Alternatives for Managing Chronic Pain

Last updated: October 2022

Chronic pain is pain that lasts for longer than 3 months. Some rare diseases can cause significant pain in the body. This leads people who live with chronic pain to seek out ways to manage it.1

While doctors may prescribe pain medicines, not everyone wants to take these drugs long-term. Some people do not like the side effects or the risk of addiction that come with opioid pain medicines. Fortunately, there are alternative options to manage your chronic pain.1

No one solution works for everyone, but there are many approaches and strategies you can try, such as:1

  • Exercise
  • Biofeedback
  • Mindfulness practices
  • Acupuncture
  • Diet changes
  • Sleep
  • Heat or cold

Exercise

When you are in pain, exercise may feel like the last thing you want to do. However, limiting your activity can make pain worse. This is because muscles weaken from lack of exercise, which can make joint problems worse. Activity has been shown to reduce pain as well as prevent future pain.2,3

Gentle stretching and low-impact activities like walking or swimming usually can be done safely. If you have been inactive for a while or have restricted movement due to your condition, talk to your doctor or a physical therapist about possible exercises.2,3

Biofeedback

With biofeedback, the goal is to control your bodily functions, like heart rate, blood pressure, and muscle tension. Biofeedback can be helpful for reducing pain. There are different biofeedback methods and devices available, including some for home use. Others are used in a physical therapy clinic or medical center.4

Mindfulness practices

Mindfulness practices include meditation and relaxation strategies. The goal of these practices is to learn to relax the body and calm yourself. Many mindfulness strategies begin with breathing exercises. Focusing on your breath can lead to more relaxation and less stress. Studies have found that mindfulness can improve pain and depression symptoms.1,5

Acupuncture

Acupuncture is a part of traditional Chinese medicine. It involves the use of thin needles placed in specific areas of the body to balance the energy in the body. This energy is known as qi or chi. Acupuncture can have positive effects on well-being, including improved sleep and digestion. It can also help decrease pain, anxiety, depression, and sleep problems.6

Not everyone finds acupuncture helpful. However, it has been proven to be safe and effective for many people with chronic pain.6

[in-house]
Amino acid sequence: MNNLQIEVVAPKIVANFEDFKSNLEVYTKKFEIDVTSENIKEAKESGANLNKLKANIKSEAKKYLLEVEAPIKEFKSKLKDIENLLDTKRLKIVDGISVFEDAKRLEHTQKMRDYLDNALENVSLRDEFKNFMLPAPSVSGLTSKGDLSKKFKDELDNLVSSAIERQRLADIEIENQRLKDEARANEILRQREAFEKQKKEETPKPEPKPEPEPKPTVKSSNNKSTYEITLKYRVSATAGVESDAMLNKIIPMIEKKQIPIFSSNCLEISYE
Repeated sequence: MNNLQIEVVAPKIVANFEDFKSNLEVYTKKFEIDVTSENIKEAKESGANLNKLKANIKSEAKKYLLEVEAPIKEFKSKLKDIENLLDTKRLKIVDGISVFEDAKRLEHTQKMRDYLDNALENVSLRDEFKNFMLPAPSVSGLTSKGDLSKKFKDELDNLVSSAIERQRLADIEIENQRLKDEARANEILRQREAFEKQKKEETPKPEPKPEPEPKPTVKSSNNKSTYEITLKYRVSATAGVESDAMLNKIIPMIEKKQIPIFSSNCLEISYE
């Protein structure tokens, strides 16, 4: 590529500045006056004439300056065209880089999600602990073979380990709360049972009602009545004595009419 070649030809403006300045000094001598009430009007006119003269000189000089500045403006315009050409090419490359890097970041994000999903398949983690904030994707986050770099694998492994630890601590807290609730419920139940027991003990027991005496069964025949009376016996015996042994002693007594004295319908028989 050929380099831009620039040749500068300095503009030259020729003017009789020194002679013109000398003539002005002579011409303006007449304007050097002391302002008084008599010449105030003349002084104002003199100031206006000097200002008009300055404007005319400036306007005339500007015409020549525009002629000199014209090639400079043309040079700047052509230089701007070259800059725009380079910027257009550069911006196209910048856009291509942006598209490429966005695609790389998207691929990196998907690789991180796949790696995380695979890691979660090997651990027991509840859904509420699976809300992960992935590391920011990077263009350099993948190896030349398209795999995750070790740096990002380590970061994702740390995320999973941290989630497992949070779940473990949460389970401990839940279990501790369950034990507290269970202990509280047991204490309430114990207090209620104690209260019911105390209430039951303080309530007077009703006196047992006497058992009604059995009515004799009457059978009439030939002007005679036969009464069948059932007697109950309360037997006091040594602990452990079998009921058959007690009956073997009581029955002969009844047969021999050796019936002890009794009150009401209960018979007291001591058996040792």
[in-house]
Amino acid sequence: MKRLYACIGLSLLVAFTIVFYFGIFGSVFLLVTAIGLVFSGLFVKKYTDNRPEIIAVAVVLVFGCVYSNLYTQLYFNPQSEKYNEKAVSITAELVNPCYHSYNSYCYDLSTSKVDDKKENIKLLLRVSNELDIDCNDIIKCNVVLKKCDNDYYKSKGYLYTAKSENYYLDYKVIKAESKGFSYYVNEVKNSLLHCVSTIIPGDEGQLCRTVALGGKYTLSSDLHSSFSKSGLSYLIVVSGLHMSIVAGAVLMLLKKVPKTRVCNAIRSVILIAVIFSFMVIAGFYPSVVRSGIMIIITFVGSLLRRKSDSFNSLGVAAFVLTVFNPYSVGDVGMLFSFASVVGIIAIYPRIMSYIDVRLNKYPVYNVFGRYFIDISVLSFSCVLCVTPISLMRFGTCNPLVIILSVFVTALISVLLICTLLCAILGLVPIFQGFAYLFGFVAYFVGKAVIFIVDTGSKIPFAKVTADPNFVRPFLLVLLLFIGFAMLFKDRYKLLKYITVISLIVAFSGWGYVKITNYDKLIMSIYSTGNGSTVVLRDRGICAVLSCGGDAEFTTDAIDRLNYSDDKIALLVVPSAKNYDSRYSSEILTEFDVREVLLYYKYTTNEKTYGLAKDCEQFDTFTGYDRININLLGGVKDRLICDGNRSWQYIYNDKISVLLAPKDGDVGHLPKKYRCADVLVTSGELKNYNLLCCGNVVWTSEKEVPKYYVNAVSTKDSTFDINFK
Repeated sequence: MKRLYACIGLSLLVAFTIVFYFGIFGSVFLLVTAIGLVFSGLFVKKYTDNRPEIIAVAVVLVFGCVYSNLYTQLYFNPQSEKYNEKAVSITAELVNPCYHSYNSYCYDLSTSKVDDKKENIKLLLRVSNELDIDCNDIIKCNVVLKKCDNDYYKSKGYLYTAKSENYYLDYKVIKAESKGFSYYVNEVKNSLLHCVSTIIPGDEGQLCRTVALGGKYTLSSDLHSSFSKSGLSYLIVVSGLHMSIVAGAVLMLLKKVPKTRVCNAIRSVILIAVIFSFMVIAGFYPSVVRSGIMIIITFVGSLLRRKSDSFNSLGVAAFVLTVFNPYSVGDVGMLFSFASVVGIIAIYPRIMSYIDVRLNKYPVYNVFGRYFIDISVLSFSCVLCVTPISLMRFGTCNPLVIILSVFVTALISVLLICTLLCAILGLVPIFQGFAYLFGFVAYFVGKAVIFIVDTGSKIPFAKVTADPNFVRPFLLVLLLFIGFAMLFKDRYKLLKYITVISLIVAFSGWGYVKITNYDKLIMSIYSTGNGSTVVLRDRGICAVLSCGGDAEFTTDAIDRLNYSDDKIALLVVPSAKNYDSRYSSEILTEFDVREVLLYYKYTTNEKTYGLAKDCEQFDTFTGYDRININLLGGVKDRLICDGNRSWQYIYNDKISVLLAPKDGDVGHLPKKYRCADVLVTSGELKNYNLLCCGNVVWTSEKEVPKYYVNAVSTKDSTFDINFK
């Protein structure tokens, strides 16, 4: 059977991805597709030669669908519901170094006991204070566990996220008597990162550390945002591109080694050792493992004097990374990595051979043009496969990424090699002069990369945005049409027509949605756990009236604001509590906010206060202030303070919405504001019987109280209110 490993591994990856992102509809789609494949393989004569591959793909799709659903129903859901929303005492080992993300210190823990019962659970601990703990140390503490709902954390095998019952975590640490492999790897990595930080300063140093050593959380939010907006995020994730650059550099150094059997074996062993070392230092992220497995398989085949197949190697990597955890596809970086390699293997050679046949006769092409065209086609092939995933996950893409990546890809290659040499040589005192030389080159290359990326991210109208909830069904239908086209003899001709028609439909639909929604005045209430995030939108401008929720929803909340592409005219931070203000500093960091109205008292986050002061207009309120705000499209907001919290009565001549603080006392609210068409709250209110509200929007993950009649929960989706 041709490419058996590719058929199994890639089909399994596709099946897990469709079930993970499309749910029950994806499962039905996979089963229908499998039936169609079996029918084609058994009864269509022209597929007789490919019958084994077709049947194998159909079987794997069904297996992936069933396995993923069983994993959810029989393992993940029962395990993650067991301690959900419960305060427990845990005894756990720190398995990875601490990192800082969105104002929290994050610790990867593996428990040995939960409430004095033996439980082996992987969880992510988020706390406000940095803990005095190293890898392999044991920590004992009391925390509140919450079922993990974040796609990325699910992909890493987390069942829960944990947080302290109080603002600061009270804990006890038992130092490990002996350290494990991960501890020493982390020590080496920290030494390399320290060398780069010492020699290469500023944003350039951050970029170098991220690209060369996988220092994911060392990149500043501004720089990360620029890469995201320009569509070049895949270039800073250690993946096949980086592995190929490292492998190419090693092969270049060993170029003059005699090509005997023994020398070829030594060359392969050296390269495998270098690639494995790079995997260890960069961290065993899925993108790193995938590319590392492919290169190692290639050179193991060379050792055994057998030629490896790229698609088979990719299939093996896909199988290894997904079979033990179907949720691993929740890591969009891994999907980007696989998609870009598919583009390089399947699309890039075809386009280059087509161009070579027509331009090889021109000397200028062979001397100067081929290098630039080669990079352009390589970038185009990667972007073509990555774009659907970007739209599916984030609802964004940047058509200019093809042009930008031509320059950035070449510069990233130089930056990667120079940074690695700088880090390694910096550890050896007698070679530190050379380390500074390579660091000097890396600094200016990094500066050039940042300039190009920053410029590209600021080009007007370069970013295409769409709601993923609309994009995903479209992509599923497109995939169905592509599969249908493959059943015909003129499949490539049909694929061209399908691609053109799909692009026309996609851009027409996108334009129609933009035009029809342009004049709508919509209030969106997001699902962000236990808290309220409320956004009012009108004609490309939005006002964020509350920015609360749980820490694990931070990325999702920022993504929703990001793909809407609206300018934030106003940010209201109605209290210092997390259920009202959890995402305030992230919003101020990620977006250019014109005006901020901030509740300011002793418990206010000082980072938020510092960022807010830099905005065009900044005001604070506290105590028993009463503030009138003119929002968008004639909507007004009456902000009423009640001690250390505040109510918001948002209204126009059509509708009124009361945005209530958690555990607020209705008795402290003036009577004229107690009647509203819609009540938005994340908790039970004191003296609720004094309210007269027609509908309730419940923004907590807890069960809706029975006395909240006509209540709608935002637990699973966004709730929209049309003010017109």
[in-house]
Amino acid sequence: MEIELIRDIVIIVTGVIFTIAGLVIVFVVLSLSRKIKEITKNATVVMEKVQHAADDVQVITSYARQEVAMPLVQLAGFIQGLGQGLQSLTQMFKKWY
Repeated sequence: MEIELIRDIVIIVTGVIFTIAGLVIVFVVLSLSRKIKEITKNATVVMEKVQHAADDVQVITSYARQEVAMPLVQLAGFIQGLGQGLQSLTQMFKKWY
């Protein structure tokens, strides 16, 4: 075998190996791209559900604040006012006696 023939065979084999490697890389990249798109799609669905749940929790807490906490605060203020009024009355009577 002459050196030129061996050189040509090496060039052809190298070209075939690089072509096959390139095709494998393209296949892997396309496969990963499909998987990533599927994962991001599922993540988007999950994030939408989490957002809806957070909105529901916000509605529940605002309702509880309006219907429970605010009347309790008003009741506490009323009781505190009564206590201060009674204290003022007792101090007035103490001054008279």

Anti-inflammatory diet

The idea behind the anti-inflammatory diet is that some foods increase inflammation and others reduce it. Since chronic inflammation itself can cause pain in the body, reducing the inflammation may reduce pain. Generally, foods that increase inflammation include red meat, dairy, and grains. Eating a variety of vegetables can help reduce inflammation.7

Sleep

Sleep is one of the most important things you can do to reduce and manage chronic pain. Not getting enough sleep can make your body more sensitive to pain. Lack of sleep can also increase feelings of pain. But, chronic pain may also make it hard to get good sleep. To improve your quality of sleep, experts recommend following good sleep hygiene practices. These practices may include:8

  • Going to bed at the same time each day
  • Following the same bedtime rituals every night
  • Avoiding long naps
  • Not exercising for at least 4 hours before bedtime
  • Limiting liquids to reduce the chance of needing to go to the bathroom at night
  • Avoiding caffeine, nicotine, and alcohol, especially late in the day

Heat/Cold

Heat and cold treatments are 2 of the simplest approaches for pain. Heat from heating pads or warm baths can increase circulation and reduce joint stiffness and muscle spasm. Cold compresses can ease pain by reducing swelling and numbing the area.9

Who can I talk to about my pain?

Pain management specialists are doctors who have special training in treating all kinds of pain. This includes acute pain, chronic pain, and even pain due to cancer. Treating pain often requires a combination of approaches. Pain management specialists understand the different treatment options and can make suggestions for you. You may need a referral to a pain management specialist from your primary care doctor.10

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